RE: Missing character: Combining Up Tack Above

From: Kenneth Whistler (
Date: Thu Mar 29 2007 - 17:27:49 CST

  • Next message: Asmus Freytag: "Re: Missing character: Combining Up Tack Above"

    Philippe Verdy said:

    > ABOVE).

    I agree with Philippe that a sequence of existing diacritics (with
    that being one of the more likely alternatives) would be sufficient
    for simply being able to represent the text in question digitally.
    It would give you a unique representation for the text, distinguished
    from the letters that have only the macrons. With fallback representation,
    using most existing fonts, you'd be able to distinguish the text
    just fine, although the vertical line above wouldn't tend to
    display optimally (connected to the macron). And even that could
    be fixed by simply creating a font with appropriate ligatures for the
    diacritic sequences.


    > There's absolutely no evidence that this is a unique diacritic with
    > distinct semantic.

    This I completely disagree with. The phonetic guides for the
    books in question *are* the evidence for a unique diacritic
    with a distinct semantic. The text even spells out exactly
    what that "semantic" is for the system in question. That
    the semantic is not well-founded from either a modern
    phonological point of view or as a symbol for an English-based
    pronunciation guide, has no bearing on the distinctness of
    the written mark as a symbol, as a unit of written text
    representation, and hence as a valid candidate for being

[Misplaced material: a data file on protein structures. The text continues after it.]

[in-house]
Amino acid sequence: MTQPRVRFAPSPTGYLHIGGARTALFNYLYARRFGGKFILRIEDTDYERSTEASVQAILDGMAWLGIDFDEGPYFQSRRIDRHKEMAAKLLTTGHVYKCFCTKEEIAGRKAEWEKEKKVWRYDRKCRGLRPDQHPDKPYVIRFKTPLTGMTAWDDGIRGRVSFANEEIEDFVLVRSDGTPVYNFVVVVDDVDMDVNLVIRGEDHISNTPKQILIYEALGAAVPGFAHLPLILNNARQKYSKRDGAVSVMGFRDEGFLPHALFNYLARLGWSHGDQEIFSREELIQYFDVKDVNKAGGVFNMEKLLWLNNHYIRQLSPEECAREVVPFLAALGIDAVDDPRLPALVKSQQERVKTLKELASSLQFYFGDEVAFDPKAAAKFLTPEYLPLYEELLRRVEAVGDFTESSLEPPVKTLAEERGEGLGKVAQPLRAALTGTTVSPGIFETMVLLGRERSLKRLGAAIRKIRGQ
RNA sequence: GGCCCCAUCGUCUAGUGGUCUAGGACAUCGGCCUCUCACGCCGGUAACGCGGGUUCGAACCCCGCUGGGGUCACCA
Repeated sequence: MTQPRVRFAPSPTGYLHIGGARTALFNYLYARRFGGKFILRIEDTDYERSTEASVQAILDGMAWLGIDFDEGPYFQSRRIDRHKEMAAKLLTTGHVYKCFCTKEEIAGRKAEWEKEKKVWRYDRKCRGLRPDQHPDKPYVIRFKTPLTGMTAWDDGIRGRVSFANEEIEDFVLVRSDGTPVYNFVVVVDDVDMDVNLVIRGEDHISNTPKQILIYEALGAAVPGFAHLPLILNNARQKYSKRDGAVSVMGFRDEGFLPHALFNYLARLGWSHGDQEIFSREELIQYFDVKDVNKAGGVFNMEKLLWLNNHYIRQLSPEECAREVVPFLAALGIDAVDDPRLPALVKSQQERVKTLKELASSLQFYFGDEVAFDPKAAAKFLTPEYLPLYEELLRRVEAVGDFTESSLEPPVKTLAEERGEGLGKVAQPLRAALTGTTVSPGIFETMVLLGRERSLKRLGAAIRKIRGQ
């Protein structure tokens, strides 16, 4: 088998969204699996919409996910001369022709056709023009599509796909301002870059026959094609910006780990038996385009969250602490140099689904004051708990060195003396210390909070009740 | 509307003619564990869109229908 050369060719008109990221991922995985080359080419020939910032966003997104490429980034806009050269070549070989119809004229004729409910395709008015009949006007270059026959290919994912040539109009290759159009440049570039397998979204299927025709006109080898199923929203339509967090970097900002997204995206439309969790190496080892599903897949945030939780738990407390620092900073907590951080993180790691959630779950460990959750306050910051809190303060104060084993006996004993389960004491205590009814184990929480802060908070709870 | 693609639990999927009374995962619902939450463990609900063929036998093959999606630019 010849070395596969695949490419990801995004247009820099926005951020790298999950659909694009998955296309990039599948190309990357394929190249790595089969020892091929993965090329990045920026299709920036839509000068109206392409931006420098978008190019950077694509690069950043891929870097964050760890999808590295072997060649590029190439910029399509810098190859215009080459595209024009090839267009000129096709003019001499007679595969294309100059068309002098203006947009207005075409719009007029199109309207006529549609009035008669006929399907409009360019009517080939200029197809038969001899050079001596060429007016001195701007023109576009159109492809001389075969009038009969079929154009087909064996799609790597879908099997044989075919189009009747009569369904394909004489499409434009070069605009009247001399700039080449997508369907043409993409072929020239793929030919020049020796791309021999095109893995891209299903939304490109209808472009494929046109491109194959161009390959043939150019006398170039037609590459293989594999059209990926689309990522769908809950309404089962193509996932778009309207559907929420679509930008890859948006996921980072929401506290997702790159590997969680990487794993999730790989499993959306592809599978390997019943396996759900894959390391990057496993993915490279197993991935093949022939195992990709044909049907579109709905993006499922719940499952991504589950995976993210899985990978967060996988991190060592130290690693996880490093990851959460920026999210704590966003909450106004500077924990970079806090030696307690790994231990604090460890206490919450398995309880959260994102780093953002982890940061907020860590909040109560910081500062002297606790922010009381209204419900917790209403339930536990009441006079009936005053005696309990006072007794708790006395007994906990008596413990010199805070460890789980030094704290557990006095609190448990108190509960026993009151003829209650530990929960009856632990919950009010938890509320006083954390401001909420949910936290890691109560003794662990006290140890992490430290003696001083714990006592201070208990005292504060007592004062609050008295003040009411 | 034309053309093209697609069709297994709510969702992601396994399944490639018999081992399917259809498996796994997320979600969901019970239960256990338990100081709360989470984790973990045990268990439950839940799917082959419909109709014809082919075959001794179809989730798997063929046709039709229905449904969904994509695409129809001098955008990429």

encoded as a character.

    The fact that a symbol has a graphological history as a diacritic
    modification of another preexisting symbol does not disqualify
    the result from being treated as a character in its own right.

    In this particular instance, I think a case can be made
    for either approach. Encode the diacritic-modified macron
    simply with a sequence of the existing encoded macron and
    another existing mark; or encode a new combining mark for
    the diacritic-modified macron (and do not canonically
    decompose the resulting encoded character).

    > And the second diacritic used on top of the macron is not
    > really clear.

    Agreed. I think the printer simply grabbed "apostrophe" punches
    from a poor quality set of cases for what was already a
    hacked up set of metal type, where the macrons, breves and
    such on letters had been created by a similar process in
    the first place. The overpunched diacritics sometimes look
    like vertical lines, sometimes tapered vertical lines, sometimes
    a bit more like acutes, and sometimes more like comma-shaped


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